Alexandra Swim
LEN 101
Eastern State Penitentiary Field Visit
On this day of Saturday, November 16th, we know we’ve arrived at the right place at this medieval castle seems very out of place. Our tour guide meets us right outside of the front gate and proceeds to tell us that when Eastern State Penitentiary was opened two miles outside downtown Philadelphia in 1829, it was built as a gothic fortress to deter crime. Architect John Haviland said of the building, “it should strike fear into the hearts of those who thought of committing a crime.” Before entering the prison, we learn the brief history of the beginning of Eastern State. In 1787, a group of powerful Philadelphians gathered with Ben Franklin. The members of The Philadelphia Society for Alleviating the Miseries of Public Prisons was formed, and spoke to see the Commonwealth of Pennsylvania build a revolutionary new prison designed to create genuine regret and penitence in a prisoner’s heart on farmland outside Philadelphia. Eastern abandoned corporal punishment and ill treatment, adopting a system of spiritual reflection and change while being punished. Inmates were hooded whenever outside of their cells to prevent any distraction, interaction, or knowledge of the prison. They were to focus only on thought of their behavior and the ugliness of their crimes. This made Eastern State Penitentiary the most famous prison in the world.
The first stop we make as we walk into the prison is the front tower. This is where multiple guards were at all times to watch over the whole prison. From here, you can get a bird’s eye view of the whole 11-acre prison complex. The front tower housed the alarm bell and the only clock visible to prisoners when they were outside in their private exercise yards. Down from this main tower and to the left, we traveled up another set of tight stairs in the West Tower to a door under lock and key: the administration building office, also known as the Warden’s office. Between 1872 and 1885, the Warden had his office relocated to the main prison building between cell blocks 1 and 9. However, because of security concerns with the prisoners, the office had to be relocated back to the West Tower in the administration office building in 1923, where it stayed until the Penitentiary’s closing in 1970. Still untouched in the office lies the remains of many filing cabinets strewn around that once held the files of each of Eastern’s prisoners.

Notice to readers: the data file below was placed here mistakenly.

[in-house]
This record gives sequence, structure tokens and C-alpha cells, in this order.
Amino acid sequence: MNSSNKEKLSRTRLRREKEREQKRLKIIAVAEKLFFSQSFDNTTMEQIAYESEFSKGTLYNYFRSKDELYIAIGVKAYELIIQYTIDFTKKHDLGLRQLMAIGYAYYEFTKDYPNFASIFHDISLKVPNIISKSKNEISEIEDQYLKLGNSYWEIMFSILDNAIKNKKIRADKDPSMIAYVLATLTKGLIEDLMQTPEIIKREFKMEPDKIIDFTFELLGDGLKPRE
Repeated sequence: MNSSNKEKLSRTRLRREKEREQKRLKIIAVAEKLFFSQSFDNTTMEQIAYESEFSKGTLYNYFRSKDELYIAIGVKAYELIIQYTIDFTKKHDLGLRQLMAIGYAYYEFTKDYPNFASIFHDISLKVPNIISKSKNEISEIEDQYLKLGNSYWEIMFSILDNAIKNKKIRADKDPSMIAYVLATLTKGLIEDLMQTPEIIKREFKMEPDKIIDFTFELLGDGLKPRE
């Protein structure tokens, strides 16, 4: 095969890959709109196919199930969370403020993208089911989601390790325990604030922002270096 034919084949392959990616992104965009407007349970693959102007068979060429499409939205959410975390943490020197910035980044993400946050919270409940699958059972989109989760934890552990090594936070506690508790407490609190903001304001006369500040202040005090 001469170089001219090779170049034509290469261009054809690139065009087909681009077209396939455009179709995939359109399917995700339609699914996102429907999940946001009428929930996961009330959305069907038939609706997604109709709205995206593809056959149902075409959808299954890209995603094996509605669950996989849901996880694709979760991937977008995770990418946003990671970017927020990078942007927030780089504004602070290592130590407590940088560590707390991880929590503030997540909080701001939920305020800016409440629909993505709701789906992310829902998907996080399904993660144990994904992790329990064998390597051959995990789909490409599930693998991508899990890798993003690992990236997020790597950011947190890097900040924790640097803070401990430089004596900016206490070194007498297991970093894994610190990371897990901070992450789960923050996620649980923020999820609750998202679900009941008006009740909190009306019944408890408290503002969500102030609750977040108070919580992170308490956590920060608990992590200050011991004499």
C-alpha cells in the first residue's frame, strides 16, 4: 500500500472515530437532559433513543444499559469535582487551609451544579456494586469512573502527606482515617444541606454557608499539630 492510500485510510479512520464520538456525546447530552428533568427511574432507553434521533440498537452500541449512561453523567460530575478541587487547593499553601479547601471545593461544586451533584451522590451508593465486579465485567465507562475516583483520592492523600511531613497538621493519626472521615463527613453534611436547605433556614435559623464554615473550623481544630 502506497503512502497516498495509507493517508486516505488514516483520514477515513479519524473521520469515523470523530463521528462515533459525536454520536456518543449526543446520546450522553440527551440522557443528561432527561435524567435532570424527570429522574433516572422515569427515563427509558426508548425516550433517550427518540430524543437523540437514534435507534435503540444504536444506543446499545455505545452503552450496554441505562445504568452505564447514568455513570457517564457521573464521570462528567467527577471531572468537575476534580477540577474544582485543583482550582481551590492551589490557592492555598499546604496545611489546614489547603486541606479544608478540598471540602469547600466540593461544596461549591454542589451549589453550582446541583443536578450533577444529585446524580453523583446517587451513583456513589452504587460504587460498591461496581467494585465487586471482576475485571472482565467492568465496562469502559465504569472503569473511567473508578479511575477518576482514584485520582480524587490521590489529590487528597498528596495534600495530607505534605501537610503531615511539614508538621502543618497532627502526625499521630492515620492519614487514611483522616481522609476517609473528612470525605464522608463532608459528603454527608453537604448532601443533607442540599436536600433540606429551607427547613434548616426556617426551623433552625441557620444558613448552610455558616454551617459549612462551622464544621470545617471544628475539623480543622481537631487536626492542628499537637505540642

We have now finished our introduction to the penitentiary with the main gate, which means we are ready to move to the main prison building. As we leave the gate building, Haviland’s masterpiece is before us. Eastern was initially built to house 250 of the harshest criminals; the job was to create blocks where prisoners could be kept completely isolated from each other in surroundings not injurious to their health but secure from escape and easily accessible to constant inspection by guards. To carry out this revolutionary task in prison reform, Haviland chose to build Eastern State Penitentiary as a radial layout, with a central hub with seven wings converging on it and connecting to the center building by covered passageways. The center building served as an inspection hall for vantage point guards to view all corridors of the prison. The first three wings built were single story, each containing about forty cells each. Entry to these cells was not through the corridor, but through the private exercise yard connected to each cell. The remaining four cell blocks were two stories in height. Access to the cells was through double doors opening into the corridors. Each cell contained a toilet, water tap, a bunk on chains, and equipment for the prisoner’s work activities. The only light came from an 8-inch window in the ceiling. Eastern State Penitentiary had become the tangible symbol for the emerging system of solitary confinement through Haviland’s design.
The first stop we make in the main building of the penitentiary is the rotunda. This is the physical and symbolic center of the prison. Designed for maximum surveillance into all corridors, the idea was copied in hundreds of prisons throughout the 19th century, and provided a very powerful experience. To put yourself in the shoes of one